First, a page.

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New synergies in healthcare supply: challenges for the “last mile”

    • Meeting in digital format
    • 25 March 2021

          The Covid pandemic has spotlighted not only how essential a good healthcare system is, but also the key importance of the last mile, understood as a relationship of proximity to the patients. Getting to the citizen effectively is still an issue to be dealt with, both in treating the virus and in the vaccination campaign. The work already being done and yet to be done in order to deal with the problems arising during the current emergency period will serve as the basis for redrawing the healthcare system of the future.

          It is necessary for this purpose to take various aspects into consideration. The first relates to research: on the one hand, genuine ecosystems for developing knowledge must be created; on the other, procedures and clinical trials must be simplified by increasing healthcare facilities’ competences in collecting and analyzing data. The second aspect involves the assistance models that, thanks precisely to technology and data, can be brought into the patients’ homes, with telemedicine and the Internet of Things, while, in parallel, digitalization must foster more immediate access to healthcare facilities in the event of need or urgency.

          A third aspect relates to human capital: multidisciplinary and multiprofessional teams in hospitals and on the territory are and will be increasingly important in the future; in parallel, healthcare facilities and companies must go past the customer/supplier relationship to build an alliance that can take care of patients while offering them more complete responses.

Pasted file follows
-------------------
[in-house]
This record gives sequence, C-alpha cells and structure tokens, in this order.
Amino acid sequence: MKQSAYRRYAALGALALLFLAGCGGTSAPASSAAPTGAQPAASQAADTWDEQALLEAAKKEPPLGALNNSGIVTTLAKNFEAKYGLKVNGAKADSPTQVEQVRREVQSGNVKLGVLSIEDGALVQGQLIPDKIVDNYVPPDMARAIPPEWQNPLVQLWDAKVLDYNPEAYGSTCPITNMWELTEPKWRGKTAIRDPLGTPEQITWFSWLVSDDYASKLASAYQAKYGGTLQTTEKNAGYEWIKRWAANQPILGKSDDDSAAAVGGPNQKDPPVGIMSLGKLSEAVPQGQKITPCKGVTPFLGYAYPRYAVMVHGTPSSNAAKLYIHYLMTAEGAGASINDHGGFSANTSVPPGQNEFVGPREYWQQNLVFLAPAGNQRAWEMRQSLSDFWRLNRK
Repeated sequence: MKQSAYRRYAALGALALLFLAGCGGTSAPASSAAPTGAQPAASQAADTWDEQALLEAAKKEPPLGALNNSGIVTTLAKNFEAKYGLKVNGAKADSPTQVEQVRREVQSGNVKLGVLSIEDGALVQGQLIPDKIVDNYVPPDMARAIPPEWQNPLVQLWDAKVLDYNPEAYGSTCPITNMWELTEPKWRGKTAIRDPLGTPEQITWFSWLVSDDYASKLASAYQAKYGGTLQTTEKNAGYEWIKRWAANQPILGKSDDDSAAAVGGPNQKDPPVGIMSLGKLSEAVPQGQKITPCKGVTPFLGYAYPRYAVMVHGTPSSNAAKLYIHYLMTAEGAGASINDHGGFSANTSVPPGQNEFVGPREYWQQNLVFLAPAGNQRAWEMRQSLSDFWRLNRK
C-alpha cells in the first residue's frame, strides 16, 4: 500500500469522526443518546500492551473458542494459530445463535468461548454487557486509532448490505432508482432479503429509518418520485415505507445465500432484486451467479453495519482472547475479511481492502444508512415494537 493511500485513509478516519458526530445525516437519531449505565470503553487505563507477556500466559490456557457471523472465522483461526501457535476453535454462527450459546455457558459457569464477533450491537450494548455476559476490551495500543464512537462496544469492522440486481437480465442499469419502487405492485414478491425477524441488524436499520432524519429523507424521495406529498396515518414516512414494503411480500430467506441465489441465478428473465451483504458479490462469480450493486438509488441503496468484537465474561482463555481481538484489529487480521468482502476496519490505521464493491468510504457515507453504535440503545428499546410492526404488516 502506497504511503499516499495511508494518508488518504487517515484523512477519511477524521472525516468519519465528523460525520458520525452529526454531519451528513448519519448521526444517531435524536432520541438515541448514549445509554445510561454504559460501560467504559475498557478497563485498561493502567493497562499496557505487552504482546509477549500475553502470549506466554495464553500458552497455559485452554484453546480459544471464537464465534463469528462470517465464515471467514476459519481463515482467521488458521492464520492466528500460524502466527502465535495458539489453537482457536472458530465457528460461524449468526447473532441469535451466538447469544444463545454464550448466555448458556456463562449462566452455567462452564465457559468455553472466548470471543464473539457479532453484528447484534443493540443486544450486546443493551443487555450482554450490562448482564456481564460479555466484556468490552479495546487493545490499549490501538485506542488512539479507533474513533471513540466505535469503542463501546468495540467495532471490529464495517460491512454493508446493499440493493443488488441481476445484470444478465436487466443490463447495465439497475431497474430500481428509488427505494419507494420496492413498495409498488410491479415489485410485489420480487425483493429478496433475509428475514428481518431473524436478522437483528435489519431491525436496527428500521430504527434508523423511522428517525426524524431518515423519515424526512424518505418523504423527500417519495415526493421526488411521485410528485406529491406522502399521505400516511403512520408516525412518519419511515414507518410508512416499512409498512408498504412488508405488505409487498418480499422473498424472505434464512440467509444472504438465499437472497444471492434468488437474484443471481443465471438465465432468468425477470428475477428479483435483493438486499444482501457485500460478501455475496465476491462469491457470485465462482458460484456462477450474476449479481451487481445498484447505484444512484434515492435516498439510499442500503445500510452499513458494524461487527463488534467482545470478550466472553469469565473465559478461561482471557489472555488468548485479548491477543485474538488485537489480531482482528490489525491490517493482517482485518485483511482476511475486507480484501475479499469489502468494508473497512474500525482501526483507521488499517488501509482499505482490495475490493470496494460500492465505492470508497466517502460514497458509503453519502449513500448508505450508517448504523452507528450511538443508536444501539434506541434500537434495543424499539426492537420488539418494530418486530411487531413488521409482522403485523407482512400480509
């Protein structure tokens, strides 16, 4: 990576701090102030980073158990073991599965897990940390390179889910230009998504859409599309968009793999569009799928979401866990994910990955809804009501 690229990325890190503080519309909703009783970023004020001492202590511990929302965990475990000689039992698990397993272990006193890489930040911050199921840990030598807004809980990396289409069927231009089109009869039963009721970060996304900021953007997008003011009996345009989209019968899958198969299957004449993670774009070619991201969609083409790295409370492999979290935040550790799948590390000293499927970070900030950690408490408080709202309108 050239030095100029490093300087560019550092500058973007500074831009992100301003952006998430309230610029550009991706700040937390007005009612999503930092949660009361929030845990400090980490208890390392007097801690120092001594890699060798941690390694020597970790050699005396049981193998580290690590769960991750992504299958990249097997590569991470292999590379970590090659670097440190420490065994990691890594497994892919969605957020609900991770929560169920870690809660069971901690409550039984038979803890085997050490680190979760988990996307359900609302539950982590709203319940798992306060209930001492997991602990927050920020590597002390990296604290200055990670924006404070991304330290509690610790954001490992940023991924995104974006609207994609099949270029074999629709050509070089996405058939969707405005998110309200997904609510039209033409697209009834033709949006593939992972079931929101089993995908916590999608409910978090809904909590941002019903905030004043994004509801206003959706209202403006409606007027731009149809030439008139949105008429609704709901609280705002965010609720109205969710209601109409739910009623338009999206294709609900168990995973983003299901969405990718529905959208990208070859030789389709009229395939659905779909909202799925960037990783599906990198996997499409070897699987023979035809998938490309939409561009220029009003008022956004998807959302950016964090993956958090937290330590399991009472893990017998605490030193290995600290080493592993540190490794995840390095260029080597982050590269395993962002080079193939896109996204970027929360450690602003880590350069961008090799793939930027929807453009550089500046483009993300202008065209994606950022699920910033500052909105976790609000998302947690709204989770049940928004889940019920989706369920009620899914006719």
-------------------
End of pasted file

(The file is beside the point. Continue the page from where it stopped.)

Moreover, there is no redesigning the health system without reasoning over the logistics. In the past, the large distribution network of pharmacies was too often seen as fertile ground for consolidation and commodification processes. The emergency has restored these activities to the centre, as a point of articulation for the territorial healthcare system.

          The capacity for logistics and for getting closer to citizens – which pharmacies regularly show in non-emergency phases (for example with anti-influenza vaccine campaigns) – is also the result of a large availability of data. These are skills that must be placed fruitfully at the service of the healthcare system which, precisely in the fragmentation and spread of data and information, has seen its most critical points in recent months.

          In fact, bringing healthcare services and products closer to the territory does not mean fragmenting the health system. And yet, one of the clearest collateral effects of the reform of Title V of the Constitution was its creation of regional systems that risk not communicating with one another, thereby causing distress for and in several cases even damage to citizens. This is a problem not only of constitutional architecture, but also of state capacity: at any rate, managing pandemics is a clear national and not regional prerogative, and ought to be treated as such.

          To sum up, a new healthcare system that learns from the errors emerging during this past year can only exist with a capacity for guidance and central management, articulated on the territory thanks to broad collaborations among various public and private outfits capable of reaching that last mile – that is, the patient in his or her own home – together, even in emergency situations. This is all with investments in digitalization to make more efficient – but also simpler and more immediate – communication between citizens and healthcare professionals.

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